Biden Announces 2020 Run
Evan Farley, ‘20
Former Vice-President Joseph Robinette Biden Jr. announced his third run for the Presidency of the United States on the 25th of April. There has long been speculation that the long-time pol would throw his hat in the very crowded ring of Democrats vying for their party’s nomination to face President Trump in the general election in November 2020. Although young folk might remember the former Senator of Delaware for his bromance with his boss as President Barack Obama’s Vice President, Biden first assumed elected office in 1973 and gained prominence during his decades in Washington as a charismatic, old-school politician.
His hands-on nature served him well during much of his tenure, but in an era where traditional power dynamics are under scrutiny, Biden’s intimate personality could not escape. A White House intern named Vail Kohnert-Yount, for example, complained in 2013 that then Vice President Biden had embraced her in an uncomfortably long and close hug during a meet and greet. While not considered a sexual assault, the intern felt as if her boss had crossed a boundary. This is one of seven similar allegations made against the now candidate.
After days of silence relating to the accusations, Biden released a video with his side of the story. The camera zoomed in on him alone, as if he were talking to the American people directly in a familiar and cozy manner, as if saying that this was his style and there was no changing. The videography matched his dialogue as he asserted it was not his intention for any awkward interactions but that was just how he did politics. Many thought of this to be a less than adequate response to the charges, particularly as the Democrats gear up to fight the admitted sexual harasser in the Oval Office, but the news cycle quickly moved on.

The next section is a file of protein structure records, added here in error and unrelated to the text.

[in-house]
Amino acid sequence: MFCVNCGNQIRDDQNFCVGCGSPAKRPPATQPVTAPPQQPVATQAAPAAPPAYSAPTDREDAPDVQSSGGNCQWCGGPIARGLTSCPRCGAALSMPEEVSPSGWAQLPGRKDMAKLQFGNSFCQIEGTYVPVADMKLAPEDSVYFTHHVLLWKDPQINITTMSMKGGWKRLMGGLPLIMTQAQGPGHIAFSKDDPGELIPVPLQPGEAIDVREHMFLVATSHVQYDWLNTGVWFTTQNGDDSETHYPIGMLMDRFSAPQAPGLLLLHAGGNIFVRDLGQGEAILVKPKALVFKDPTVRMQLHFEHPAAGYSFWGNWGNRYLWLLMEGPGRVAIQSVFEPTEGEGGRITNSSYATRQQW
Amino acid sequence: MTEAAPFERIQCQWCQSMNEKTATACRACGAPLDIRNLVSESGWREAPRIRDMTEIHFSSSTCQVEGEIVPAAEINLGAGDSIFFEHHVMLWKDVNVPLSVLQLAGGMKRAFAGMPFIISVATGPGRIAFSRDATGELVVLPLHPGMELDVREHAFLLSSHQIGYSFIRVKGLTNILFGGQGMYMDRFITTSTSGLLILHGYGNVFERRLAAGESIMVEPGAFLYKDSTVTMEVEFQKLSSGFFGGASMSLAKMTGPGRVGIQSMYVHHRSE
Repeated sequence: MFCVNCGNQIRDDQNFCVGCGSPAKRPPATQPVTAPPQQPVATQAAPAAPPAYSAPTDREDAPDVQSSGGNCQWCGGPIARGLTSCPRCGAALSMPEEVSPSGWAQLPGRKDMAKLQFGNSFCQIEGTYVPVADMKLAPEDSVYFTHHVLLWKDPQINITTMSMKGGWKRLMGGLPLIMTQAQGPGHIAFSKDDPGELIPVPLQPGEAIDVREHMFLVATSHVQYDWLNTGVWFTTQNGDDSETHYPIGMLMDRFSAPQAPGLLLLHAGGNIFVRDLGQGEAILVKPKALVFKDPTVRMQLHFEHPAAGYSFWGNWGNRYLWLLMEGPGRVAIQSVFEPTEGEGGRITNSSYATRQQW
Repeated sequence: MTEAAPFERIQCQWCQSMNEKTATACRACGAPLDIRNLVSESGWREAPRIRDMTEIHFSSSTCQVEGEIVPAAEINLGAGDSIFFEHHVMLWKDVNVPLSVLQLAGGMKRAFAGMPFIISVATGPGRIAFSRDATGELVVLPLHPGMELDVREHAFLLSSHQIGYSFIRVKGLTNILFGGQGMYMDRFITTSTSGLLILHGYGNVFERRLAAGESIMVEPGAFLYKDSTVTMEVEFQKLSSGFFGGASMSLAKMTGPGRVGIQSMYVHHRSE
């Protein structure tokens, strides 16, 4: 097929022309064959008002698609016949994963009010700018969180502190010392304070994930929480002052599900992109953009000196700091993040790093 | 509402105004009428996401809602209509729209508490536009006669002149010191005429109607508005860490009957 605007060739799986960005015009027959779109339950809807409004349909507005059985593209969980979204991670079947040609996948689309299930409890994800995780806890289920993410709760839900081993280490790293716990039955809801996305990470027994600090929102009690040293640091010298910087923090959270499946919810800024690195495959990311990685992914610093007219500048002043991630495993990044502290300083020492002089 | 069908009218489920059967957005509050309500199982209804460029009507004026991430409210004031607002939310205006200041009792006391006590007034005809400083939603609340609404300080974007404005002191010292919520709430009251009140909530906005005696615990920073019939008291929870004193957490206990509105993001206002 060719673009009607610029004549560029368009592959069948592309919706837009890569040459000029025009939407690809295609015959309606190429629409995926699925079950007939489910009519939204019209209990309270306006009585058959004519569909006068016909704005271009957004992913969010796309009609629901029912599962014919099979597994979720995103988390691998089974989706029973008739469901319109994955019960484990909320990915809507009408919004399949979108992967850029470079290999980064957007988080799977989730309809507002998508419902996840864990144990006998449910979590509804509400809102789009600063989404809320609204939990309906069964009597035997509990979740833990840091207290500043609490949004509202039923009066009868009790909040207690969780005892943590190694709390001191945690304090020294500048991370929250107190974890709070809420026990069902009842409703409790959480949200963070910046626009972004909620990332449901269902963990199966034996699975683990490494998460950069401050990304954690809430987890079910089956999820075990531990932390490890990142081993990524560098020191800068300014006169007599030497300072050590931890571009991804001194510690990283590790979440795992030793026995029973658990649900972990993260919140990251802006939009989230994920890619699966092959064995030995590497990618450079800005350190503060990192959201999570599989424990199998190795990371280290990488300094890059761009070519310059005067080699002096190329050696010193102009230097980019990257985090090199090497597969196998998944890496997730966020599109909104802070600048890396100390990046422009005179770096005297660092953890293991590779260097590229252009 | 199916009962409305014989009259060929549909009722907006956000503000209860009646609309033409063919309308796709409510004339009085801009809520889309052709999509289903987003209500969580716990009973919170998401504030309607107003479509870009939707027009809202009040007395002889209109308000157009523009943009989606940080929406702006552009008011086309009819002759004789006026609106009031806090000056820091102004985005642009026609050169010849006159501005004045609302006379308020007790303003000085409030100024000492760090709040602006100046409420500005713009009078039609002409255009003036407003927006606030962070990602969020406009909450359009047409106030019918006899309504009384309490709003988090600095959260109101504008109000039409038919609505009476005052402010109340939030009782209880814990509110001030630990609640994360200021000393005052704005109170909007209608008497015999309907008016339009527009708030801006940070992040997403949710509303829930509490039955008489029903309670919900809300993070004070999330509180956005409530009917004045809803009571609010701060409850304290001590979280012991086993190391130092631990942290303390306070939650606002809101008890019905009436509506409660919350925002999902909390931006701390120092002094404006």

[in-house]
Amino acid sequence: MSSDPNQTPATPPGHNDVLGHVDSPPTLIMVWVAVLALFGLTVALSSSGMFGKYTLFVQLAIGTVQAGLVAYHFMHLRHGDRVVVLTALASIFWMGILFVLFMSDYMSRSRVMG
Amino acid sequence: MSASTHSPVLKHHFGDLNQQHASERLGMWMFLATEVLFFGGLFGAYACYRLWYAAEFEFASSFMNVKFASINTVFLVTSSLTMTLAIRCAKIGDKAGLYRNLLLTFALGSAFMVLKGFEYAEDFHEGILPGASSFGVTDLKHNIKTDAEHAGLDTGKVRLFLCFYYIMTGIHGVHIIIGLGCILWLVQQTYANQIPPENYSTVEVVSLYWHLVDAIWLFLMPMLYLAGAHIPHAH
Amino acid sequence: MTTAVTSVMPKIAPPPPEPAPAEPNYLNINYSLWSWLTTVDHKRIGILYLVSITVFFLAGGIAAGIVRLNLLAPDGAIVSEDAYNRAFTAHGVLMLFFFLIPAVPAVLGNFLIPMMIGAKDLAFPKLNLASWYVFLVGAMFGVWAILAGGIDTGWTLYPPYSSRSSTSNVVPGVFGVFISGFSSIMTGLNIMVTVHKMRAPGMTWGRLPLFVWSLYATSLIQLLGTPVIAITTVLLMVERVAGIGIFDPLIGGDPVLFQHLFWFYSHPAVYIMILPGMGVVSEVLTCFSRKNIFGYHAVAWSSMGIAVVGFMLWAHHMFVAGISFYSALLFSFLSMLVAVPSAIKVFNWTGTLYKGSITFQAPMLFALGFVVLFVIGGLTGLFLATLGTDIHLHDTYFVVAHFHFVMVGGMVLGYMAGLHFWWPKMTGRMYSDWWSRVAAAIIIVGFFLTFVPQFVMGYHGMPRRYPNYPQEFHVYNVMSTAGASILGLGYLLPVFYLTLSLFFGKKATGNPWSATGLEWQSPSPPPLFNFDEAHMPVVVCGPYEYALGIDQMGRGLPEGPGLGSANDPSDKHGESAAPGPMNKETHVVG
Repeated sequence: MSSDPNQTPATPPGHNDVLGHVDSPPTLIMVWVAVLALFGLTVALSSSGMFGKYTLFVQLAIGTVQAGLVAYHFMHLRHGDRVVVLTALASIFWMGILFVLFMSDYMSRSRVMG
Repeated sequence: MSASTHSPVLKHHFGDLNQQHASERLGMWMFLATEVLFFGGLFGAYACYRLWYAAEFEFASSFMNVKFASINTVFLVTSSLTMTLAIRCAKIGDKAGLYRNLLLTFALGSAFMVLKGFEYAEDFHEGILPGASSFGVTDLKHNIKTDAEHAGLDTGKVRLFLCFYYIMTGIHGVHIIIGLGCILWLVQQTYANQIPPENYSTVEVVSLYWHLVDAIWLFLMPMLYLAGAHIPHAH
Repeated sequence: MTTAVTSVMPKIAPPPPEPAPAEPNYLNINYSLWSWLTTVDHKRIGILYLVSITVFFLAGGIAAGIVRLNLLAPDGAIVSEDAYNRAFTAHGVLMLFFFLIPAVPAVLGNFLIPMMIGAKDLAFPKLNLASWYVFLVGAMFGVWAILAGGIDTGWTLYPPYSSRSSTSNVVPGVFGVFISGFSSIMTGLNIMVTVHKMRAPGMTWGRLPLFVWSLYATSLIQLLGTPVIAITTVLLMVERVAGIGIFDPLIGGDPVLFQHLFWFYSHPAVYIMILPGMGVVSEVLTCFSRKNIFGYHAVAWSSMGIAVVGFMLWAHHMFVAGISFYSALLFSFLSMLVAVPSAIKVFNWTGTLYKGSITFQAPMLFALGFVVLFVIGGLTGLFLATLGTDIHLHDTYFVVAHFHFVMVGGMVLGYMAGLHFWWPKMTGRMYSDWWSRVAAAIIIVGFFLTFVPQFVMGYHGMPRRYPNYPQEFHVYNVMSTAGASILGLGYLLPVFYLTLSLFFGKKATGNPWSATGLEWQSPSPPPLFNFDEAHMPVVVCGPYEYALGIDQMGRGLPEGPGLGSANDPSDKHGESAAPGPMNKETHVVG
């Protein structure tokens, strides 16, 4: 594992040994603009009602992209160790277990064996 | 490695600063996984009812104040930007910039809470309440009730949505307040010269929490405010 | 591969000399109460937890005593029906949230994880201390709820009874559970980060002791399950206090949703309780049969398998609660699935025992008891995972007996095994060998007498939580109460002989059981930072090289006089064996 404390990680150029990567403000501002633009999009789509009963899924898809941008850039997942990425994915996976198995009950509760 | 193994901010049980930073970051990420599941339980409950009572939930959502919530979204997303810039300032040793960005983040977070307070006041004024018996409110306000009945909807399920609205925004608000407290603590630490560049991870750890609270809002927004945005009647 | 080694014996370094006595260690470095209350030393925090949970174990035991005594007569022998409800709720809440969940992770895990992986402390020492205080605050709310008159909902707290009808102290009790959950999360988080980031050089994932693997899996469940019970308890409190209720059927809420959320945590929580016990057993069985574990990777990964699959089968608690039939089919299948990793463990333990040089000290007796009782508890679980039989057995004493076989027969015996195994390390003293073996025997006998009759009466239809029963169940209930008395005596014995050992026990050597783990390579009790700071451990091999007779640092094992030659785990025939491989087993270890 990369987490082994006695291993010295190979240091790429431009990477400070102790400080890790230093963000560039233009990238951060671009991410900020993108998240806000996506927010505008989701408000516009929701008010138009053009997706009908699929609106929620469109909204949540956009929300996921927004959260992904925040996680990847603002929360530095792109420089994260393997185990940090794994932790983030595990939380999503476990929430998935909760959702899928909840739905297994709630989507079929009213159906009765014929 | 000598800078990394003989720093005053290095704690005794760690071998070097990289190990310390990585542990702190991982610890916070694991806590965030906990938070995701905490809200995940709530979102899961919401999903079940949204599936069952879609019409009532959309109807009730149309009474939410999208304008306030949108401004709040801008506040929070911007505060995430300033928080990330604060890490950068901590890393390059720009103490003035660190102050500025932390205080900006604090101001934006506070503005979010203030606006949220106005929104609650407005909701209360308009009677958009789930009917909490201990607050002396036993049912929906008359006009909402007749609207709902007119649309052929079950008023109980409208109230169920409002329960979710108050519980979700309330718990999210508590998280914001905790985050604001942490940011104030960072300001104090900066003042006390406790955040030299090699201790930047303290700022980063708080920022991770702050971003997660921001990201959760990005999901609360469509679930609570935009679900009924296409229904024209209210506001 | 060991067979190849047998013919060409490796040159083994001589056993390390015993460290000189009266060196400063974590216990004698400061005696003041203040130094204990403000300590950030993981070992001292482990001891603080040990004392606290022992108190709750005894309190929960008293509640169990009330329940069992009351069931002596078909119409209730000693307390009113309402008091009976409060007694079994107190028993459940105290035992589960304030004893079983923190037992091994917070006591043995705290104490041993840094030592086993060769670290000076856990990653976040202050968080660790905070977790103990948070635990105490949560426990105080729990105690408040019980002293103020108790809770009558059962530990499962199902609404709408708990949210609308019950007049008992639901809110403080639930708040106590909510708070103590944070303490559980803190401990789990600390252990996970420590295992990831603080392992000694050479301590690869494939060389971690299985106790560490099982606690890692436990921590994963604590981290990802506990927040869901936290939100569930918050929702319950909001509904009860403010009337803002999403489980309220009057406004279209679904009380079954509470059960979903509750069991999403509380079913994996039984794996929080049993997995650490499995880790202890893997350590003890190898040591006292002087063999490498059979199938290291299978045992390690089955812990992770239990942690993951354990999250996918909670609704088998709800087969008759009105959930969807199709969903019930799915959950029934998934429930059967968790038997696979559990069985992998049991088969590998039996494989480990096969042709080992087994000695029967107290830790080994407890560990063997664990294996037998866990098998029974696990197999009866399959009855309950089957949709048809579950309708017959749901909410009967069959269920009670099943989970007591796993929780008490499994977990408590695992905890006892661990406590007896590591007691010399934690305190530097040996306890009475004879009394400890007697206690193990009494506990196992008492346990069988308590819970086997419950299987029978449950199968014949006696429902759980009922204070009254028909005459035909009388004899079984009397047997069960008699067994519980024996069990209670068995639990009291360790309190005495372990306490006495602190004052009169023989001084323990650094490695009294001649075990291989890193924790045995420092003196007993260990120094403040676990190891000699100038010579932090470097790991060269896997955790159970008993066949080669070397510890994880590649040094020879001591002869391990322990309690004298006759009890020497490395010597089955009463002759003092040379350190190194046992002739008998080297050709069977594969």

After Biden official launched his campaign, he was hit with another issue: Anger over his handling of the Anita Hill hearings. Biden, as Chairman of the Senate Judiciary Committee at the time, oversaw confirmation hearings for President George H. W. Bush’s Supreme Court pick, Clarence Thomas. Hill had accused Thomas of sexually harassing her and testified in front of the Senate Judiciary Committee, but as with Biden’s extended hug with the intern, it was not perceived as a disqualifying factor for Thomas’s nomination and Biden pushed the confirmation through.
After announcing his candidacy, Biden contacted Hill to express regret for his handling of the matter, but Hill says it fell short of a true apology.
Despite these challenges, Biden is still viewed as the Democratic candidate with the most “electability”, a phrase pundits like to use despite mixed views on what makes a contender actually electable. As an octogenarian relative of this article’s author said during a conversation about Biden’s announcement, what mattered most to her was name recognition. The long time Democrat pledged only to vote for a household name when the primary came to her native state of North Carolina over a bunch of the “young nobodies.” It was her firm belief that this was the only way to beat Trump, and she is likely not alone in this judgement.
Only time will tell the impact of Biden’s touchy history of handling constituents and underlings, but until then, he continues to lead the pack of 20 candidates, fighting for a chance to return to the White House, this time as the Chief Executive.